Students raise money with woodworking

http://www.sacbee.com/2011/10/28/4012892/hit-by-funding-cuts-casa-roble.html
Hit by funding cuts, Casa Roble wood shop classes get creative
By Diana Lambert
Published: Friday, Oct. 28, 2011 - 12:00 am | Page 1B
For sale: Adirondack chairs and ottomans painted to order, custom lecterns and large backyard sheds handmade by high school wood shop classes short on cash.
The students at Casa Roble Fundamental High School in Orangevale no longer make chess sets, bookends and breadboxes to present to admiring parents. Instead, the advanced wood shop students are cranking up the volume – offering a catalogue of high-end products at reduced prices.
"With all the budget cuts, there is not a lot of money to fund programs like this," said shop teacher Rob Leever. "You have to be creative."
Before the recession, materials for projects were paid for by parent donations and by selling sheds built by students.
But the poor economy has made it difficult for families to afford to donate and for Leever to find buyers for the sheds. So now students are selling their wares so they can afford to make more, and sometimes keep a few.
"It's amazing," said Robin Guillot, a junior in Leever's advanced class. "You spend nine weeks on a project and you sell it to someone else. I can't believe I can do that."
Purchasers write two checks – one to the school for materials and the balance to the student.
Casa Roble's wood shop is bucking a gloomy trend. State education cuts have eliminated many shop classes throughout the region, including in San Juan Unified where the district cut a class of auto shop at Rio Americano, a class of wood shop at Mira Loma and a class of culinary arts at Bella Vista. Often classes that have faltering enrollment are targeted for cuts, said Trent Allen, district spokesman.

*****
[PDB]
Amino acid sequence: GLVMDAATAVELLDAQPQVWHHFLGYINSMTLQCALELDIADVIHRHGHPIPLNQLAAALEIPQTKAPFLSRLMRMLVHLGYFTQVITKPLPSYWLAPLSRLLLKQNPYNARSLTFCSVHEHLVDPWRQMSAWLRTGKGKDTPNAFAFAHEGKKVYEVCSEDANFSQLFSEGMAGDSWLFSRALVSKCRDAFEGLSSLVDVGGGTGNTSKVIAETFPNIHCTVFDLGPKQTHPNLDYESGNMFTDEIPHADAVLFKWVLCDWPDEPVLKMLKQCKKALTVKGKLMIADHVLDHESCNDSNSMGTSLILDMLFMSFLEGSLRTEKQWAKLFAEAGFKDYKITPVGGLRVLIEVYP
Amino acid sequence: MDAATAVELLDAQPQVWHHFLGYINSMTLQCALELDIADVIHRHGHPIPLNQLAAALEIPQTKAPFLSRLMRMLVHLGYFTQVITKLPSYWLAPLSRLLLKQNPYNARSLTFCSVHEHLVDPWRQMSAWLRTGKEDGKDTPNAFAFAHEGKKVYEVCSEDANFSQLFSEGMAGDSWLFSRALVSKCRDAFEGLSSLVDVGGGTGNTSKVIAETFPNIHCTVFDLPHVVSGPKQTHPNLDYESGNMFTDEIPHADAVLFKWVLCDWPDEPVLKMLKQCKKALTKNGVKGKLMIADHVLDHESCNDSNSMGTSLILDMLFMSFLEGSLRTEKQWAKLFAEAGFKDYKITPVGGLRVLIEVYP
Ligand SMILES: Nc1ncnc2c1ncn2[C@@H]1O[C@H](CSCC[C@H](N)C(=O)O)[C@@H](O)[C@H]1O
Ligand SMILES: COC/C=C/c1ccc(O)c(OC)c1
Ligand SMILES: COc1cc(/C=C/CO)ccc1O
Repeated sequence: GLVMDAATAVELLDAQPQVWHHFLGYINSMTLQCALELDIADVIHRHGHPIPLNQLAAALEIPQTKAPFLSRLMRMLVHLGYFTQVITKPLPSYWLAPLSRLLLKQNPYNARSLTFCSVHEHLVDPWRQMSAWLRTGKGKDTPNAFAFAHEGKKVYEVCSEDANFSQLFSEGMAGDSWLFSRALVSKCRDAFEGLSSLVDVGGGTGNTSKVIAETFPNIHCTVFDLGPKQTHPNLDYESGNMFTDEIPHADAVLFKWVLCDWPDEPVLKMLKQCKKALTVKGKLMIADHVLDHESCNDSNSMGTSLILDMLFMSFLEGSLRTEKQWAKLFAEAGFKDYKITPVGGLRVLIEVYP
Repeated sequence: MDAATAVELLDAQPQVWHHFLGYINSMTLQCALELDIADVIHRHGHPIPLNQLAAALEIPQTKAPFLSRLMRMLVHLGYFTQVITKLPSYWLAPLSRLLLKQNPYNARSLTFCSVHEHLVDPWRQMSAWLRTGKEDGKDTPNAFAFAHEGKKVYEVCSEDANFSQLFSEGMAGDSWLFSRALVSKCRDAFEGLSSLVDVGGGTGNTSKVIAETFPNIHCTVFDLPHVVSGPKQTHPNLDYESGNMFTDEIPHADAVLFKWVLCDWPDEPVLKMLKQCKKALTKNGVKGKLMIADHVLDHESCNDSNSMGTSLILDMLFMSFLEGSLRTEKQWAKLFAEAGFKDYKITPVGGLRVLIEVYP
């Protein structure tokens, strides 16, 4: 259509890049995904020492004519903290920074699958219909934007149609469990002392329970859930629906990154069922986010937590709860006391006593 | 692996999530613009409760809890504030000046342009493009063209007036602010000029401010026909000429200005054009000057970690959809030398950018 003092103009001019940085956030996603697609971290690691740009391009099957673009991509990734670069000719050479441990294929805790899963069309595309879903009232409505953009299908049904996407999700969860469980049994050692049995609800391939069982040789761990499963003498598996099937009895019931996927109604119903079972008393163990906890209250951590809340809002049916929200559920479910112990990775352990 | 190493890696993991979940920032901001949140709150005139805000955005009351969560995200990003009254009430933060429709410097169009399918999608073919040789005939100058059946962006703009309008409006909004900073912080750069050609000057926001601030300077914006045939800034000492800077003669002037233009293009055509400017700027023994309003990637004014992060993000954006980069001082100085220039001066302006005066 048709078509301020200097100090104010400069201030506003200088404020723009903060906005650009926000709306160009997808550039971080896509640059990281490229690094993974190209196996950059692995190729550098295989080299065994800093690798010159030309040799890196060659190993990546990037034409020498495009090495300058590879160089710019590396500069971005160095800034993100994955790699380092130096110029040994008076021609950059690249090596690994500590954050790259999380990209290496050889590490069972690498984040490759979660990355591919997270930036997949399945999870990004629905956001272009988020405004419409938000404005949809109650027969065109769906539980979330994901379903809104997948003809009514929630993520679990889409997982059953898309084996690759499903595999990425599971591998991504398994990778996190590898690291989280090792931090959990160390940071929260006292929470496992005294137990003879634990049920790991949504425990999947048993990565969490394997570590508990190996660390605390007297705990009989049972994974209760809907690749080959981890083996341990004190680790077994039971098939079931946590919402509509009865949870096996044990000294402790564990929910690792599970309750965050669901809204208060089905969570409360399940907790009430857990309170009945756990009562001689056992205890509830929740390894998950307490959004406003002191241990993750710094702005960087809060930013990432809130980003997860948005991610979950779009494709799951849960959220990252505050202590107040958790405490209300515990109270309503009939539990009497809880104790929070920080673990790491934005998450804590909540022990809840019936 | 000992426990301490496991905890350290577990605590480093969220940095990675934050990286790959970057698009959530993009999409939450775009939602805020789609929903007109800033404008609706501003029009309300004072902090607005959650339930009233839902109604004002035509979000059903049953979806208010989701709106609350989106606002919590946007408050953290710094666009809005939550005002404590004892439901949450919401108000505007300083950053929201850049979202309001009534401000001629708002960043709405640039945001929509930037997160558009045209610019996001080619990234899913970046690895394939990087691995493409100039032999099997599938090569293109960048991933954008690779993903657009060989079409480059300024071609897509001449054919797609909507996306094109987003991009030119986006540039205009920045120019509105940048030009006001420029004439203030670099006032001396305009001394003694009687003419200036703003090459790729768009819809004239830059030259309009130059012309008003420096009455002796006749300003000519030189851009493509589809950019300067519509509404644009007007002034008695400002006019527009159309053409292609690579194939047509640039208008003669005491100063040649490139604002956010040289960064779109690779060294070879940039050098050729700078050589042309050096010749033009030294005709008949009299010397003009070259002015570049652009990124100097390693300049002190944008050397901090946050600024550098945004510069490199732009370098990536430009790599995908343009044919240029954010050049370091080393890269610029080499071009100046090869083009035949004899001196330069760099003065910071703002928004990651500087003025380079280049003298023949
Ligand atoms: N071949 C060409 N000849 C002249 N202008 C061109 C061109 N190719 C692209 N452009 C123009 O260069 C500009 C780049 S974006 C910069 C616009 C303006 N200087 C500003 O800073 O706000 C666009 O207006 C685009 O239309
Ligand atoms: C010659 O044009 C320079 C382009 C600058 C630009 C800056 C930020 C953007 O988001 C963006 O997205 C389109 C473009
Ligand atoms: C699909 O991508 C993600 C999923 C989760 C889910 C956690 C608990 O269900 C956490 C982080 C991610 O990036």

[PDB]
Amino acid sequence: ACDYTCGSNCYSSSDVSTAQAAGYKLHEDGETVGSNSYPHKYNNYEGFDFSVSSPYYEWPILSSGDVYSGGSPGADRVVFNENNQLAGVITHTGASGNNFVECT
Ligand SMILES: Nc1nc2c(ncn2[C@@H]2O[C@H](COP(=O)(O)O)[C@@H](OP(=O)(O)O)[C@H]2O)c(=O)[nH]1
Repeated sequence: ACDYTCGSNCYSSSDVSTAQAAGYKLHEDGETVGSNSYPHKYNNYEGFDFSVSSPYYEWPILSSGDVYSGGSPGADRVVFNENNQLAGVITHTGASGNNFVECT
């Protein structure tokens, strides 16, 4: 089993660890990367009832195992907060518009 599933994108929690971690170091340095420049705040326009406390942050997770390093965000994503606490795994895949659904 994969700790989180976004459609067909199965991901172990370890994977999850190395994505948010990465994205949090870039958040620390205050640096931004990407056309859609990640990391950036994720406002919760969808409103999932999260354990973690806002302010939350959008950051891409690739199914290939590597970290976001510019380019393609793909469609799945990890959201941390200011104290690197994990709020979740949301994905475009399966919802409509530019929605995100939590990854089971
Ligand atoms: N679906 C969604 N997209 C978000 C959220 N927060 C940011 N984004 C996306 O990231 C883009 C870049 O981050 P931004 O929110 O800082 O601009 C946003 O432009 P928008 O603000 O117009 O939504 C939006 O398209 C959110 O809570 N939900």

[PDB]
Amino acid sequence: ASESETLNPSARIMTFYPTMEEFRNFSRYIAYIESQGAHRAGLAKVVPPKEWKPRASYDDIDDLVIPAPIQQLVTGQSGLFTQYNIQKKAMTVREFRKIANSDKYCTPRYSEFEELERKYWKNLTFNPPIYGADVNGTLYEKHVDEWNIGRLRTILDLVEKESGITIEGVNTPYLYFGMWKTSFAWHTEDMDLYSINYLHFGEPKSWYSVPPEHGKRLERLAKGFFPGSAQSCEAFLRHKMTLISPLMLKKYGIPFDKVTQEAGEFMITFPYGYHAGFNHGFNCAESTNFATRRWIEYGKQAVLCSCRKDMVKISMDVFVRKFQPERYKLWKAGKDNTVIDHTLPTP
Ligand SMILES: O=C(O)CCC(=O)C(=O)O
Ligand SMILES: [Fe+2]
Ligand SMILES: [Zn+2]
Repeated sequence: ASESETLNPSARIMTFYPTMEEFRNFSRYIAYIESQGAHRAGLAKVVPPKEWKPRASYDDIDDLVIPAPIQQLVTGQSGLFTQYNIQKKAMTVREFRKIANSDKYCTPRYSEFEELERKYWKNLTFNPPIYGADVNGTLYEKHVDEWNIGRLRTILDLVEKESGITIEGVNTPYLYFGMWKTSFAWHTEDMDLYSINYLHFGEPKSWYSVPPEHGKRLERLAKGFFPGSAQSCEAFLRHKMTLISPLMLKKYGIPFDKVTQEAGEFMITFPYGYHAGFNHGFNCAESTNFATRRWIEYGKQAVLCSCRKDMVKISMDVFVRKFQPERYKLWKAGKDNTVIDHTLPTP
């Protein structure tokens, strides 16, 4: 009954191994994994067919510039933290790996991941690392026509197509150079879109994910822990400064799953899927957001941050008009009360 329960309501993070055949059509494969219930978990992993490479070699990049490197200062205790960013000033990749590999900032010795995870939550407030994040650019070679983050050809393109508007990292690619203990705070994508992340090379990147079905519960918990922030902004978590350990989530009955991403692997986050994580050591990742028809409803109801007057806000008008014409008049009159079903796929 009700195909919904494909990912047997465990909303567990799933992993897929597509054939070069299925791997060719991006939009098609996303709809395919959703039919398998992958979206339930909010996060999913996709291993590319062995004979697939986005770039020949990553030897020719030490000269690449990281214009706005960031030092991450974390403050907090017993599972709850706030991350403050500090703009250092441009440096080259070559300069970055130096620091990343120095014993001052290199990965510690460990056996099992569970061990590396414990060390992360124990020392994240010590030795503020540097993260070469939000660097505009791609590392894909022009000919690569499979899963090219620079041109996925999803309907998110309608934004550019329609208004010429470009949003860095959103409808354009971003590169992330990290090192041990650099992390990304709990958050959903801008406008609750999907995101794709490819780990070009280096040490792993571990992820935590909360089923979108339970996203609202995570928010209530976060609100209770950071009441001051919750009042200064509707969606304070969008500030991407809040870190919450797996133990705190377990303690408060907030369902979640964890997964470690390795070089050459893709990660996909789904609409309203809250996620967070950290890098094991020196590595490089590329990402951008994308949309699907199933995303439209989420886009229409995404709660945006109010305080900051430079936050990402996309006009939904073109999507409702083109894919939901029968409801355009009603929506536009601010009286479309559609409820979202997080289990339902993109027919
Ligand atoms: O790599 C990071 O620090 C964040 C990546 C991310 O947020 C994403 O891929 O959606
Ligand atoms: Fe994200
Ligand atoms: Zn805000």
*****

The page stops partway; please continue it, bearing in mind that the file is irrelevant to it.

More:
"The classes are filled to the gills with kids waiting to get it," said Casa Roble Principal Jim Shoemake of the school's wood shop program. He credits Leever for its popularity, saying the teacher adjusts the curriculum as needed to fit the students in his classes.
Last month Leever created a brochure to advertise the students' handiwork and also placed an advertisement on Craigslist. San Juan Unified staff filmed a video to promote the marketing effort online.
Buyers are starting to come forward.
Casa Roble senior Drew Himenes has had a hard time hanging onto his Adirondack chair. Himenes modified the design used by the rest of his classmates – adding a pull-out ottoman and cup holder.
At least one customer set her sights on the creation. "She saw his chair and she freaked out," Leever said. But she lost out to Himenes' mom, who decided the chair was too good to lose. She will pay $70 to cover the materials.
But Leever would have given it to Himenes for free if need be. "How do you tell kids no?" he asked.
Families aren't asked to pay for materials, but they are asked for donations, Shoemake said. "If we're doing really neat things, parents want to participate," he said. "They see the value."
Parents also support the program by donating time at a local bingo parlor – earning $10 an hour for the class. The Parent Teacher Student Association contributes cash.
The donations became particularly important after the program lost its "bake sale." Before 2008, the program sold a dozen sheds every year – netting about $6,000 annually. In 2009 the class could sell only seven.
One of the five left over from that year is still not sold. This year the class plans to build only two sheds unless demand increases.
"I knew we had to do something else," Leever said. That's when he decided to sign up for a summer class to learn to build electric guitars.